Drafting lambs: The ending of Ramadan and sharp falloff in hogget throughput has created more appetite in the last week for spring lambs.
The experience of recent years has taught us some important lessons including the fact that market performance can fluctuate greatly at this stage of the year.
And that keeping lambs moving at optimum carcase weights and avoiding surplus free meat entering the market will help keep a better floor under demand.
There is also the fact that optimum carcases give more options for further processing or to service the carcase trade.
These lessons should be borne in mind at this stage of the year with lambs kept moving once fit for slaughter.
Factory agents report spring lambs generally achieving positive slaughter performance at present, with many producers willing to put more feed into lambs at the higher prices.
Young, well-fed lambs coming off an intensive creep-based diet are killing in the region of 49% to 50%.
Young lambs which have been finished off grass and restricted creep feeding are typically killing in the region of 47% to 49% while aged lambs which have endured a difficult spring and achieved lower levels of performance are killing in the region of 45% to 46% upwards.
Account should be taken of these kill-outs when assessing the liveweight at which to draft lambs, while this information should also be used to determine the most suitable outlet.
A number of factories are paying to 20.5kg carcase weight, with plants servicing the wholesale trade 0.5kg higher.
A vibrant mart trade for butcher and wholesale-type lambs should also be considered for lambs killing into heavier weights. The fat cover of lambs should also be taken into account in any drafting decisions.
The quality of hoggets is becoming increasingly variable. Care should be taken in particular with fat scores and again flockowners should weigh up if the factory or mart is the most suitable outlet.
Grass tetany: There have been increased reports in recent days of a greater incidence of grass tetany. The spike in cases is likely linked to last week’s lift in growth rates followed by a return of inclement weather and sub-zero temperatures this week.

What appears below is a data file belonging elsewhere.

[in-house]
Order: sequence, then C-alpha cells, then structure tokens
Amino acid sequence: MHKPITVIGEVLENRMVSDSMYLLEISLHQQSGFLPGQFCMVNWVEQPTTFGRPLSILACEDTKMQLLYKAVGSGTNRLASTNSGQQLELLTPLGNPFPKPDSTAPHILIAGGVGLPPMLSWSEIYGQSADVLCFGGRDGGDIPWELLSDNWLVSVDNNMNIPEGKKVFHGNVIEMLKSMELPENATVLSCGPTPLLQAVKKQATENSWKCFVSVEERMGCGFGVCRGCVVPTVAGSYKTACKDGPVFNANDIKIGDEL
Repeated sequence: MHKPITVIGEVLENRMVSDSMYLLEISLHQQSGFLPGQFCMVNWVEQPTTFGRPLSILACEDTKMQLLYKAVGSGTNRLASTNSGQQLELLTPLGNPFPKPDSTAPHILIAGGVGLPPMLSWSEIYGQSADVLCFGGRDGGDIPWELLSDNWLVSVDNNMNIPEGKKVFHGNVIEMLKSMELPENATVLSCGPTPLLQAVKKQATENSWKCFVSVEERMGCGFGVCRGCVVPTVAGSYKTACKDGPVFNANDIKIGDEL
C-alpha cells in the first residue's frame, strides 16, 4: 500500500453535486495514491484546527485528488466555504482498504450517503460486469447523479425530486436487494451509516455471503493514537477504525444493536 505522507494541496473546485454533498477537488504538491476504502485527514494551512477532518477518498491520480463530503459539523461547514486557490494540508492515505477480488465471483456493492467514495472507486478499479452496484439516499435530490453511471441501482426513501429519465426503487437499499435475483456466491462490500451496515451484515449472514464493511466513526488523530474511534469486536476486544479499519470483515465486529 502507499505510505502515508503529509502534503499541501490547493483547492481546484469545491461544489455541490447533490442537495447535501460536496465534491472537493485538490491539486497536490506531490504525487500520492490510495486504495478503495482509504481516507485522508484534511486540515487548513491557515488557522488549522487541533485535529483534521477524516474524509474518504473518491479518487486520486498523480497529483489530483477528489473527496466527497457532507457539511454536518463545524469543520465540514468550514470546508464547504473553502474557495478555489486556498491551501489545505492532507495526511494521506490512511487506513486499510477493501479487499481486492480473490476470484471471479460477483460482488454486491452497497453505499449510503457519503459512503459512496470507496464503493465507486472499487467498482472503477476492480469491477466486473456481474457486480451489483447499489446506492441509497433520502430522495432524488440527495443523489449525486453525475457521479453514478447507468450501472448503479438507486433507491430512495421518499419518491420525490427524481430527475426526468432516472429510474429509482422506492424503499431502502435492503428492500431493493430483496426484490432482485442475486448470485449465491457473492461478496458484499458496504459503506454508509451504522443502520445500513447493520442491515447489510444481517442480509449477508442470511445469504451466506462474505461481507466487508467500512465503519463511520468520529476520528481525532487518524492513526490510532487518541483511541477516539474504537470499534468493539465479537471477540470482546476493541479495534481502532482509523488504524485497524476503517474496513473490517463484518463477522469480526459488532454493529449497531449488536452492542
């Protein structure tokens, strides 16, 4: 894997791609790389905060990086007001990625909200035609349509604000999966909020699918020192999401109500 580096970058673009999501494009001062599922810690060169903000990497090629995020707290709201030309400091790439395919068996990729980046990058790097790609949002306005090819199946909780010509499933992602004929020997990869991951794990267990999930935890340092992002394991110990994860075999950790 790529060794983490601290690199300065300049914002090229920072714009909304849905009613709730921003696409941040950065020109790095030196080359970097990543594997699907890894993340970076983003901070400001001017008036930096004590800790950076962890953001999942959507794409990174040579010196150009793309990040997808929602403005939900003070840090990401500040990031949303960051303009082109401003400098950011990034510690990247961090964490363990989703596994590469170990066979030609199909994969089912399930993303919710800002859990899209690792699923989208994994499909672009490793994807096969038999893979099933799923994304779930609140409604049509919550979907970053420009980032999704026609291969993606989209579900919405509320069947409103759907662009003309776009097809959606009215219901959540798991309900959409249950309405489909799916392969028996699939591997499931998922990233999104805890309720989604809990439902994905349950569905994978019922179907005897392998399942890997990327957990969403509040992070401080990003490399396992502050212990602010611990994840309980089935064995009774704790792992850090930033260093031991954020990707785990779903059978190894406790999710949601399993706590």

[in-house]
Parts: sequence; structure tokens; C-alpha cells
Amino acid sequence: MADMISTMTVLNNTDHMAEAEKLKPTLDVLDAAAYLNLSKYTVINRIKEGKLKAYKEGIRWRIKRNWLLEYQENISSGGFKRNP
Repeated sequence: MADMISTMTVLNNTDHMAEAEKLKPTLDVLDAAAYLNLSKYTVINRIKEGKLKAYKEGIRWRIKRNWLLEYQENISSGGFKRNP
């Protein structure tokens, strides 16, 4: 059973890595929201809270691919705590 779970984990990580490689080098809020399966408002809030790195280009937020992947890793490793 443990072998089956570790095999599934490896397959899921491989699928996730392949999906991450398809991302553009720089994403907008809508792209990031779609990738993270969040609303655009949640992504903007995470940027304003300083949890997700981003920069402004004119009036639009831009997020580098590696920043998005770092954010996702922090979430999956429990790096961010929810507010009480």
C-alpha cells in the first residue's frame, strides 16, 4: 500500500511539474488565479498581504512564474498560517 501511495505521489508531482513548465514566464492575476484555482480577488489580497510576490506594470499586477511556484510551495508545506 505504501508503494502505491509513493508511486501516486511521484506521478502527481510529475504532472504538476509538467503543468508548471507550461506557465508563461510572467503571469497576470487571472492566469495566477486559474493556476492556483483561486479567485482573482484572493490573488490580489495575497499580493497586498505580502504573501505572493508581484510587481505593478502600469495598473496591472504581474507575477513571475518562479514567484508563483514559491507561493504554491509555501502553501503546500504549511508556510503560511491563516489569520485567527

The risk of grass tetany will not disappear for at least another few weeks and as such you should continue to ensure that ewes are best placed to deal with a disease challenge.
Access to high-mag lick buckets should suffice in most cases but there may be cases such as where ewes are being transferred on to lush reseeded swards for example, or where ewes continue to face significant nutritional stress, where concentrate supplementation or the administering of magnesium boluses may be required.
Yearling hoggets: The current inclement weather is particularly challenging for yearling hoggets rearing lambs.
These sheep will already be up against it in terms of performing satisfactorily during lactation and meeting weight and body condition score targets for the subsequent breeding season.
Twin-suckling hoggets should continue to receive concentrate supplementation at a rate of 0.5kg daily or higher where grass supplies are limiting. These ewes should also be monitored closely in the same manner as mature ewes rearing triplet lambs.
Where it is apparent that lambs are struggling, then one lamb should be removed for artificial rearing.